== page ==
Emily Blevins

Teaching Assistant for Community Psychology

Biography

Emily is a fourth-year PhD student in Clinical-Community Psychology. She received her Bachelor of Arts in Psychology and International Studies from the University of Richmond in 2013. Before beginning graduate school, Emily worked as a Faculty Research Assistant in the CAPER Lab at the University of Maryland and as a Research Associate at KNG Health Consulting in the Washington D.C. area. 

Research Interests

  • White Americans' emotions about race
  • Intergroup emotions
  • Measurement of emotion in racialized contexts
  • Interpersonal aggression and trauma
  • Racial justice work in religious settings

Research Description

Emily’s research focuses on White Americans’ attitudes, beliefs, and emotions about race. She is primarily interested in developing methods for measuring emotion in interracial settings, understanding individual and contextual factors that influence emotional responses to race, and leveraging principles in clinical psychology to develop interventions that help White Americans recognize and regulate emotions in interracial settings. 

A second line of Emily's research can be broadly described as "Why do people hurt each other, and how do people collectively heal after harm?" This research includes a focus on interpersonal aggression and trauma, as well as on collective healing such as racial reconciliation work in religious settings. Emily seeks to apply a critical lens to this work by analyzing how context, history, and power operate in the interpersonal relationship, and the differential responsibility some parties may have to repair harm. In this vein, she hopes to promote truthful, authentic, and liberatory healing practices. 

Education

B.A. in Psychology, International Studies - University of Richmond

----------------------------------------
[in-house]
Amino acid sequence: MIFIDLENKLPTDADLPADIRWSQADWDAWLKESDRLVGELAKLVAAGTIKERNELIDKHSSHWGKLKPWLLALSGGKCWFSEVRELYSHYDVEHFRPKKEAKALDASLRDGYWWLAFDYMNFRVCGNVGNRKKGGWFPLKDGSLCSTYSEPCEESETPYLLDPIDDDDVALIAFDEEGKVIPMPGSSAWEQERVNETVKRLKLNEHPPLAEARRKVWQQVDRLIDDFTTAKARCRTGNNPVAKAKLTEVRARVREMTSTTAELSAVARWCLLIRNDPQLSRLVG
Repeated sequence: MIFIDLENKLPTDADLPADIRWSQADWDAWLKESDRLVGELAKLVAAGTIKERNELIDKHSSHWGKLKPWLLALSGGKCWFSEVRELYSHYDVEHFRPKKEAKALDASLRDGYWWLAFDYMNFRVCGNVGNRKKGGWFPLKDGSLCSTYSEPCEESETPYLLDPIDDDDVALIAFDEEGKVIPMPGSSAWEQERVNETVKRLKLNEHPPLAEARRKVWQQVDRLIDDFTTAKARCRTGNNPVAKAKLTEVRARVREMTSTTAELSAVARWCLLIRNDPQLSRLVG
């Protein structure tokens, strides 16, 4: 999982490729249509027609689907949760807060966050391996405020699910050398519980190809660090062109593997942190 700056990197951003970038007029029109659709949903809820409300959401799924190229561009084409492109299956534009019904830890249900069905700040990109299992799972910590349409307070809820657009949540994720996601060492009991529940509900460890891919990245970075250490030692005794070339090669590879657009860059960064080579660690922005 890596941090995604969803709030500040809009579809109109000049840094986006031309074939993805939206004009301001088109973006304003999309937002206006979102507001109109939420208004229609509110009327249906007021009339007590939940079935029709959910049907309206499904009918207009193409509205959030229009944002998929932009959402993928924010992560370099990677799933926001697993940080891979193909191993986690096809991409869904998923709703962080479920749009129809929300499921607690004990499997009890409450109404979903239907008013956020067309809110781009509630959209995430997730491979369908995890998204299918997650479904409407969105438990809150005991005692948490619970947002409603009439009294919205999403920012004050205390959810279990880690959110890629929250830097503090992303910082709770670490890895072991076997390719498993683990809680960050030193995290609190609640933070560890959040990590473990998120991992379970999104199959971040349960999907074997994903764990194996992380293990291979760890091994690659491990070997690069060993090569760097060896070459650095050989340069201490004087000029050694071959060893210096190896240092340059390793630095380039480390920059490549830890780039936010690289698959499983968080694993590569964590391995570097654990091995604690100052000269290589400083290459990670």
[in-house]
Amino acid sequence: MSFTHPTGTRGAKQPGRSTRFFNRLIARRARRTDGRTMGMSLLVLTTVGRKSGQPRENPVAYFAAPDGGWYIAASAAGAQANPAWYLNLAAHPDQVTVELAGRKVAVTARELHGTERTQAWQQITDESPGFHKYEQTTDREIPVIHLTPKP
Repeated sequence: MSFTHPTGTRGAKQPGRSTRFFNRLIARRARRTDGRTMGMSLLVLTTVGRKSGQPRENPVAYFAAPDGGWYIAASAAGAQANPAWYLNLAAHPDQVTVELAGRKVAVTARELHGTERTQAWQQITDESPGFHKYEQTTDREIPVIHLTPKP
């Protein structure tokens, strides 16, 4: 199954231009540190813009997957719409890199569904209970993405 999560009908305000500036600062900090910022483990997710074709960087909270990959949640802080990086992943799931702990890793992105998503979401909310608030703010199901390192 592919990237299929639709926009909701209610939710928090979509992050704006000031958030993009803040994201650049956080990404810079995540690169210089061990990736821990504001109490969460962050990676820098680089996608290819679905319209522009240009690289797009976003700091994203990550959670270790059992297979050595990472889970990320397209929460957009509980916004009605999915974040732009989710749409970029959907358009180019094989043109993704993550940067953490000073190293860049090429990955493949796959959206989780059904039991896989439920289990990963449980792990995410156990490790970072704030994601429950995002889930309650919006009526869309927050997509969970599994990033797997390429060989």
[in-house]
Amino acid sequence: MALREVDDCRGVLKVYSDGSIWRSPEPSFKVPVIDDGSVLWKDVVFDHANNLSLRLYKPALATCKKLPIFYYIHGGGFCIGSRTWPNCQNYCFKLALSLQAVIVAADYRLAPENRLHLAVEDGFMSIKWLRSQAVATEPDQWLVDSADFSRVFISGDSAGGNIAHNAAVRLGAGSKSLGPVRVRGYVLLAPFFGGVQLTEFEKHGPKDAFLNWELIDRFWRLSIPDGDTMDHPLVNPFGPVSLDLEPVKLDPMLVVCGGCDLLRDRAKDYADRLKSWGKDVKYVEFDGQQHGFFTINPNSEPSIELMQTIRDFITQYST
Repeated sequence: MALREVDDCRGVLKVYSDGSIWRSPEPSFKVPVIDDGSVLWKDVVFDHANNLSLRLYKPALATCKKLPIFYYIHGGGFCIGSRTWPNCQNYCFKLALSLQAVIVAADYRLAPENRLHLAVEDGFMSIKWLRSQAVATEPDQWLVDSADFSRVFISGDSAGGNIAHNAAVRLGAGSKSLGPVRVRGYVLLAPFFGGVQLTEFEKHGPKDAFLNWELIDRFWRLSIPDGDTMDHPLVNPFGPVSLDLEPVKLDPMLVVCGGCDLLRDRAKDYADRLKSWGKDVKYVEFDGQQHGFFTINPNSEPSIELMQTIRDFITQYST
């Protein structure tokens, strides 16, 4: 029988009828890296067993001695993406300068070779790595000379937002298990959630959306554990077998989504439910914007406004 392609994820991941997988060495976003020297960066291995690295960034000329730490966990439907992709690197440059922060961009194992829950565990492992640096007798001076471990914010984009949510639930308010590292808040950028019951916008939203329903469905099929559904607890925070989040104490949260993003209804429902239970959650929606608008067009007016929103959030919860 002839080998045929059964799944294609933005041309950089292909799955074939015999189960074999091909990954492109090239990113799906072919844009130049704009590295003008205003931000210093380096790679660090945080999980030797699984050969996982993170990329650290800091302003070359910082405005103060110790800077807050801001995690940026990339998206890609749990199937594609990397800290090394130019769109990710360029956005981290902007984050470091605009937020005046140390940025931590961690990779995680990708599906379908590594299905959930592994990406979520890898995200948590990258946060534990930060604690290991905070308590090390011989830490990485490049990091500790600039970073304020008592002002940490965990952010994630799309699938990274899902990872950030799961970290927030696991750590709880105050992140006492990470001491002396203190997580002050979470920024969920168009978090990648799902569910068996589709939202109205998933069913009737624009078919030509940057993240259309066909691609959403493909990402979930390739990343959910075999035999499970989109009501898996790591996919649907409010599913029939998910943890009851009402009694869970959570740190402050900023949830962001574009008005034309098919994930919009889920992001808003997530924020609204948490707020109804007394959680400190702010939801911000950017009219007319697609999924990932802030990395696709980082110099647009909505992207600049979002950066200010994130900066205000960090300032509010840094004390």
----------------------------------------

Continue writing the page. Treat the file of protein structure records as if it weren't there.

Awards and Honors

 

List of Teachers Ranked as Excellent by Their Students (Fall 2018, Spring 2019)

 

Courses Taught

PSYC 239: Community Psychology

PSYC 340/341: Advanced Community Projects (Cunningham Children's Home Internship)

Highlighted Publications

 

Todd, N. R., Blevins, E. J., & Yi, J. (2019). A social network analysis of friendship and spiritual support in a religious congregation. American Journal of Community Psychology. Advance online publication. https://doi.org/10.1002/ajcp.12359.

Johnson, K.A., Seitz-Brown, C., Anderson, K., DeGeorge, D., Blevins, E., & Daughters, S.B. (2017). 1-year post treatment outcomes from a RCT of a behavioral activation treatment for substance use and depression. Drug & Alcohol Dependence171, e96.

Dobson, A., El-Gamil, A., Lin, E., DaVanzo, J. E., Koenig, L., Blevins, E., Sankaran, S. (2016). Improvements to Medicare disproportionate share hospital (DSH) payments: Benchmarking S-10 data using IRS form 990 data and worksheet S-10 trend analyses (HHSM-500-2011-00014I). Vienna, VA.

Magidson, J.F., Lejuez, C.W., Kamal, T., Blevins, E.J., Murray, L., Bass, J., Bolton, P., & Pagoto, S. (2016). Adaptation and implementation of community health worker-delivered behavioral activation for torture survivors in Kurdistan, Iraq. Global Mental Health, 2, 1-10.